Mick Grace smallNSW normally participates in one or two interstate games a year.  This then placates the representative faction so domestic football can continue.

However in 1910, the NSW Football League played an incredible eleven representative games over a six week period which restricted their home and away games and pushed the finals deep into September.

On three occasions during the season, the league had to field two representative teams on the same day just to fulfill their obligations.

It was no secret that the NSW Football League were poor managers of their finances and continually finished their seasons in the red.  The main reason for this was that many games were played on Moore Park, which was and still is an open and unfenced arena near Sydney central.  They might well have attracted 2-3,000 spectators to these free games but it didn’t reflect in the finances of the league when they were the ones who manned and took the gate.

Fortunately the league entered the 1910 season with a very rare surplus of one hundred and twenty three pounds ($246.00), thanks to a round robin series between South Melbourne, Geelong, Collingwood Clubs plus the NSW League state team in Sydney the previous year.  The then VFL clubs made no claim on the gate and left the entire amount with the league.

Queensland games were one source of continuing wastage.  Games would attract a poor crowd when they played in Sydney and conversely a big-hearted NSW would not make a full claim on the gate at their Brisbane matches.  In 1910, NSW played Queensland twice, once in Brisbane and an additional match in Sydney. In the middle of all these games, Queensland too played Riverina in Sydney, but were easily outclassed.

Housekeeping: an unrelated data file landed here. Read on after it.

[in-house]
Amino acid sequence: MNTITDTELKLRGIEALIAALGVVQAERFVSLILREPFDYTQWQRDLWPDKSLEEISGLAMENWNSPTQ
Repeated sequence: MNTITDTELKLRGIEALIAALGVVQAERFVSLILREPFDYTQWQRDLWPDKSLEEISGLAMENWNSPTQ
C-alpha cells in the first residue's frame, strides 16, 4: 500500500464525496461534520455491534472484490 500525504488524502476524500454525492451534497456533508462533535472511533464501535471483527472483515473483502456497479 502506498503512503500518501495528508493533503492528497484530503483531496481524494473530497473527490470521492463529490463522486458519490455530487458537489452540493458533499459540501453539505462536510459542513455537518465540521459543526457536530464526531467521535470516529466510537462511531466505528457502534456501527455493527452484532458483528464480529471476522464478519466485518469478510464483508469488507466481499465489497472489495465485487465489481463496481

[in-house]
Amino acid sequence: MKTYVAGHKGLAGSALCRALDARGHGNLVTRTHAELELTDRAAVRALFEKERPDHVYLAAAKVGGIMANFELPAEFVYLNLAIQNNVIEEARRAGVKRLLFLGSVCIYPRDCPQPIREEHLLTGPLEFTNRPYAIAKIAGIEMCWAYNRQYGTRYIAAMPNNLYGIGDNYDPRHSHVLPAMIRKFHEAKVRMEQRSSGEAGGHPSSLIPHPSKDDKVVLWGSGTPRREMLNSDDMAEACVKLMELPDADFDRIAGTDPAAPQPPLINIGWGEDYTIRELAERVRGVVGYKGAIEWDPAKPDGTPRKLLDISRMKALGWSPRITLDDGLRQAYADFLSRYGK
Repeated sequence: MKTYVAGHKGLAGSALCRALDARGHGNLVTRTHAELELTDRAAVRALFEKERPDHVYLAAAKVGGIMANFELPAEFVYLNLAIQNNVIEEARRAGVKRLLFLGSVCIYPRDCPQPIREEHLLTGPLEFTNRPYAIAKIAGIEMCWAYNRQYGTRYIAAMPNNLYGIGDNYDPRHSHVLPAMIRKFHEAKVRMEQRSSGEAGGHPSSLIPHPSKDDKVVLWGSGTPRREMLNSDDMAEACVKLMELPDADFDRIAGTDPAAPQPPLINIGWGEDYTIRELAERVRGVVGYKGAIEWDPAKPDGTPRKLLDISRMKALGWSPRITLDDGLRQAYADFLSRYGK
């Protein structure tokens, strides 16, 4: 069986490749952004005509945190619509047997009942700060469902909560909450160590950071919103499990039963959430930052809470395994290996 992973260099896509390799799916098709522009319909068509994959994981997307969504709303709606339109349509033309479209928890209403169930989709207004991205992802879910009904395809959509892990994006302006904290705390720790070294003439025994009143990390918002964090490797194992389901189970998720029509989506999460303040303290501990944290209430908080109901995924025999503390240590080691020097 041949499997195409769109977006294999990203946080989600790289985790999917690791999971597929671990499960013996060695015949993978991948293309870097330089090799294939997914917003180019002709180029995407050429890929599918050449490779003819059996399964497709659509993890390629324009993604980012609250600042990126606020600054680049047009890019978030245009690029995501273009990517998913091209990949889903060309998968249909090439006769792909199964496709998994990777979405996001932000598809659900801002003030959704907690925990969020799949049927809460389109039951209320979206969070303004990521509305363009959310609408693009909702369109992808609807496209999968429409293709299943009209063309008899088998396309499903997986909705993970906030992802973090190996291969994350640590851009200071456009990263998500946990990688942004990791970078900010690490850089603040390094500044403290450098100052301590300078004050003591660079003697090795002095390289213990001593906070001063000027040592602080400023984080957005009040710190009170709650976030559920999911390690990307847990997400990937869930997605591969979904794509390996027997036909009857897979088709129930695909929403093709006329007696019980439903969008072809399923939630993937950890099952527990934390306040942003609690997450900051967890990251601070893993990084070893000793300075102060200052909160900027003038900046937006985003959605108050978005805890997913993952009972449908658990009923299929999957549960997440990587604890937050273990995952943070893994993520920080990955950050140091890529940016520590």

NSW Team

Local Team Score





Erskineville Oval


12-7 (7(9)


Nth Adelaide FC

18-12 (120)




9-15 (69)



5-7 (37)


Erskineville Oval


6-6 (42)


Nth Adelaide Fc

10-14 (74)


Erskineville Oval

Comb Metro

9-11 (65)


Nth Broken Hill FC

9-8 (62)


Erskineville Oval


19-12 (128)


Geelong FC

16-12 (108)


Erskineville Oval


11-3 (69)


Geelong FC

16-12 (108)


Erskineville Oval


6-8 (44)


Fitzroy FC

6-17 (53)


Erskineville Oval


6-11 (47


Fitzroy FC

9-14 (68)


Erskineville Oval


10-14 (74)



5-11 (41)


Erskineville Oval

Comb Metro

13-21 (99)



8-4 (52)


Erskineville Oval

Comb Metro

14-22 (106)



4-11 (35)

In this year the NSW League employed the services of Mick Grace as coach.  He was a very well known VFL footballer who had played with Fitzroy, Carlton and also St Kilda, the latter in a captain-coach capacity.

Grace lived in Sydney for almost two years, coaching NSW.  In 1911 he coached the state at the National Carnival ion Adelaide, but when he took ill, Grace returned to Melbourne where he died a year later from tuberculosis at the age of 37.  Although he was in the employ of the league, it is unknown who actually paid his salary but considering the league finished 1910 with a debt of one hundred and sixty six pounds ($332.00), the revenue stream of which included all the rep games, most h & a and finals – some of which attracted crowds in their thousands, it is difficult to say that they did not.